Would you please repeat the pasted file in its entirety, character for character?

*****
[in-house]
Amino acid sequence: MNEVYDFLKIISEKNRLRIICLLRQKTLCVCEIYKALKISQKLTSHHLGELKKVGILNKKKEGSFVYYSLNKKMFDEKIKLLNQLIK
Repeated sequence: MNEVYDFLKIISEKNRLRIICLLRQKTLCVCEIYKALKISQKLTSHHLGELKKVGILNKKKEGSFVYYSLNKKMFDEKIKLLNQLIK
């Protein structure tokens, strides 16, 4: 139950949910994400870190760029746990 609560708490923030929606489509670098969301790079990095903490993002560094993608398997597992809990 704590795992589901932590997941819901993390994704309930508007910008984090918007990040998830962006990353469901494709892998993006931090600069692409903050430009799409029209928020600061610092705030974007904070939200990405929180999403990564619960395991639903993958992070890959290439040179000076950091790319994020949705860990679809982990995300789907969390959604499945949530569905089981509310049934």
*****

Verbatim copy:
[in-house]
Amino acid sequence: MNEVYDFLKIISEKNRLRIICLLRQKTLCVCEIYKALKISQKLTSHHLGELKKVGILNKKKEGSFVYYSLNKKMFDEKIKLLNQLIK
Repeated sequence: MNEVYDFLKIISEKNRLRIICLLRQKTLCVCEIYKALKISQKLTSHHLGELKKVGILNKKKEGSFVYYSLNKKMFDEKIKLLNQLIK
């Protein structure tokens, strides 16, 4: 139950949910994400870190760029746990 609560708490923030929606489509670098969301790079990095903490993002560094993608398997597992809990 704590795992589901932590997941819901993390994704309930508007910008984090918007990040998830962006990353469901494709892998993006931090600069692409903050430009799409029209928020600061610092705030974007904070939200990405929180999403990564619960395991639903993958992070890959290439040179000076950091790319994020949705860990679809982990995300789907969390959604499945949530569905089981509310049934």